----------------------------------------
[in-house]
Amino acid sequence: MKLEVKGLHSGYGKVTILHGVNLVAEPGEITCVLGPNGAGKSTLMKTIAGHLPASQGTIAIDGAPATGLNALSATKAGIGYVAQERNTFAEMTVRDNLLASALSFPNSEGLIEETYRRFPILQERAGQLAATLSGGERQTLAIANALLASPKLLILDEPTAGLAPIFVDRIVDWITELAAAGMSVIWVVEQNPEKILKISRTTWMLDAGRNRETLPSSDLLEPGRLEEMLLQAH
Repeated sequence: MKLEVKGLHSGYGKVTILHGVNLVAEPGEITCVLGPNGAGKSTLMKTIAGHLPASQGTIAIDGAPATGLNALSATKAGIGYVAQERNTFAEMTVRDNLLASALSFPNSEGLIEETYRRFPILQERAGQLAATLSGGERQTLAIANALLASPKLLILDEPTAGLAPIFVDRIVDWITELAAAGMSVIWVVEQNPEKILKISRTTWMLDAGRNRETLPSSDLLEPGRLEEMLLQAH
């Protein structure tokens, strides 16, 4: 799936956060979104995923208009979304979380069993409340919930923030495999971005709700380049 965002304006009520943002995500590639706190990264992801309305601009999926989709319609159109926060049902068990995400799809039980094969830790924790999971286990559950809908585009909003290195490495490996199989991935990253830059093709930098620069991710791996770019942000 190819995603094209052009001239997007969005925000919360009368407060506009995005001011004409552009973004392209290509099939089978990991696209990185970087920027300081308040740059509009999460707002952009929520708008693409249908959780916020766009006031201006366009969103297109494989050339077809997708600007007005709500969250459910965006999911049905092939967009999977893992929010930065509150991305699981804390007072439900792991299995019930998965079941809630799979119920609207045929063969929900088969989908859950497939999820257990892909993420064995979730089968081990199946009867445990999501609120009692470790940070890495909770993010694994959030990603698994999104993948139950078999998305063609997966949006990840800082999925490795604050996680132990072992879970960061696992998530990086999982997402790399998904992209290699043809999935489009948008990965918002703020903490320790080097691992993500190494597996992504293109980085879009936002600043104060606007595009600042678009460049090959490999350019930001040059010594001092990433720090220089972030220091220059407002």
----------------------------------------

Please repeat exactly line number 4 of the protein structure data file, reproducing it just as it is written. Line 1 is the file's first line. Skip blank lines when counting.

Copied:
């Protein structure tokens, strides 16, 4: 799936956060979104995923208009979304979380069993409340919930923030495999971005709700380049 965002304006009520943002995500590639706190990264992801309305601009999926989709319609159109926060049902068990995400799809039980094969830790924790999971286990559950809908585009909003290195490495490996199989991935990253830059093709930098620069991710791996770019942000 190819995603094209052009001239997007969005925000919360009368407060506009995005001011004409552009973004392209290509099939089978990991696209990185970087920027300081308040740059509009999460707002952009929520708008693409249908959780916020766009006031201006366009969103297109494989050339077809997708600007007005709500969250459910965006999911049905092939967009999977893992929010930065509150991305699981804390007072439900792991299995019930998965079941809630799979119920609207045929063969929900088969989908859950497939999820257990892909993420064995979730089968081990199946009867445990999501609120009692470790940070890495909770993010694994959030990603698994999104993948139950078999998305063609997966949006990840800082999925490795604050996680132990072992879970960061696992998530990086999982997402790399998904992209290699043809999935489009948008990965918002703020903490320790080097691992993500190494597996992504293109980085879009936002600043104060606007595009600042678009460049090959490999350019930001040059010594001092990433720090220089972030220091220059407002």